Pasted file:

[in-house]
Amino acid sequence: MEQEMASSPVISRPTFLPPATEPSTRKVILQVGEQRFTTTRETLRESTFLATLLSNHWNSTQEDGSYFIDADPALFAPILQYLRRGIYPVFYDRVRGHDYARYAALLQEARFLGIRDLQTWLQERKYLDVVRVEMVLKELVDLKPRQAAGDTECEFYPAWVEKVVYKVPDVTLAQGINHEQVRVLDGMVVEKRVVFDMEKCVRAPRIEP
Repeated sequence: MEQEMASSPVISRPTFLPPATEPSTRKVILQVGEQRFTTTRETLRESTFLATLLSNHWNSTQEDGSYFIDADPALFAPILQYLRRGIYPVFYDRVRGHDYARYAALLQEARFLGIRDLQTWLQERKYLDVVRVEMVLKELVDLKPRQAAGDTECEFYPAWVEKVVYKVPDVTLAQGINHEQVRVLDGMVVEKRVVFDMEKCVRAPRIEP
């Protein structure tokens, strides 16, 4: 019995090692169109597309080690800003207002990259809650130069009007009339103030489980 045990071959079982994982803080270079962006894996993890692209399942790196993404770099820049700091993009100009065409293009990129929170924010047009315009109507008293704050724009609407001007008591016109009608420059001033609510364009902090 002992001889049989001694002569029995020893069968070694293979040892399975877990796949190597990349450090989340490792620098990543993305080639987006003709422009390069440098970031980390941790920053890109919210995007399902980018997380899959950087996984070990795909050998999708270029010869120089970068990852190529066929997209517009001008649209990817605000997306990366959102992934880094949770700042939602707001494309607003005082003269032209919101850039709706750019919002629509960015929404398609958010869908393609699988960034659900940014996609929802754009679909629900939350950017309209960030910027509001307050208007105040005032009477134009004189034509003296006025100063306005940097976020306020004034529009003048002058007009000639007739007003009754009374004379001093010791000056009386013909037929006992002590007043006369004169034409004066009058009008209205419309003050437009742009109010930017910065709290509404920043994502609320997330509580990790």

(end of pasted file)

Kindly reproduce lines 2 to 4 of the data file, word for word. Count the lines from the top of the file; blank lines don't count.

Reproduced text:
Amino acid sequence: MEQEMASSPVISRPTFLPPATEPSTRKVILQVGEQRFTTTRETLRESTFLATLLSNHWNSTQEDGSYFIDADPALFAPILQYLRRGIYPVFYDRVRGHDYARYAALLQEARFLGIRDLQTWLQERKYLDVVRVEMVLKELVDLKPRQAAGDTECEFYPAWVEKVVYKVPDVTLAQGINHEQVRVLDGMVVEKRVVFDMEKCVRAPRIEP
Repeated sequence: MEQEMASSPVISRPTFLPPATEPSTRKVILQVGEQRFTTTRETLRESTFLATLLSNHWNSTQEDGSYFIDADPALFAPILQYLRRGIYPVFYDRVRGHDYARYAALLQEARFLGIRDLQTWLQERKYLDVVRVEMVLKELVDLKPRQAAGDTECEFYPAWVEKVVYKVPDVTLAQGINHEQVRVLDGMVVEKRVVFDMEKCVRAPRIEP
């Protein structure tokens, strides 16, 4: 019995090692169109597309080690800003207002990259809650130069009007009339103030489980 045990071959079982994982803080270079962006894996993890692209399942790196993404770099820049700091993009100009065409293009990129929170924010047009315009109507008293704050724009609407001007008591016109009608420059001033609510364009902090 002992001889049989001694002569029995020893069968070694293979040892399975877990796949190597990349450090989340490792620098990543993305080639987006003709422009390069440098970031980390941790920053890109919210995007399902980018997380899959950087996984070990795909050998999708270029010869120089970068990852190529066929997209517009001008649209990817605000997306990366959102992934880094949770700042939602707001494309607003005082003269032209919101850039709706750019919002629509960015929404398609958010869908393609699988960034659900940014996609929802754009679909629900939350950017309209960030910027509001307050208007105040005032009477134009004189034509003296006025100063306005940097976020306020004034529009003048002058007009000639007739007003009754009374004379001093010791000056009386013909037929006992002590007043006369004169034409004066009058009008209205419309003050437009742009109010930017910065709290509404920043994502609320997330509580990790």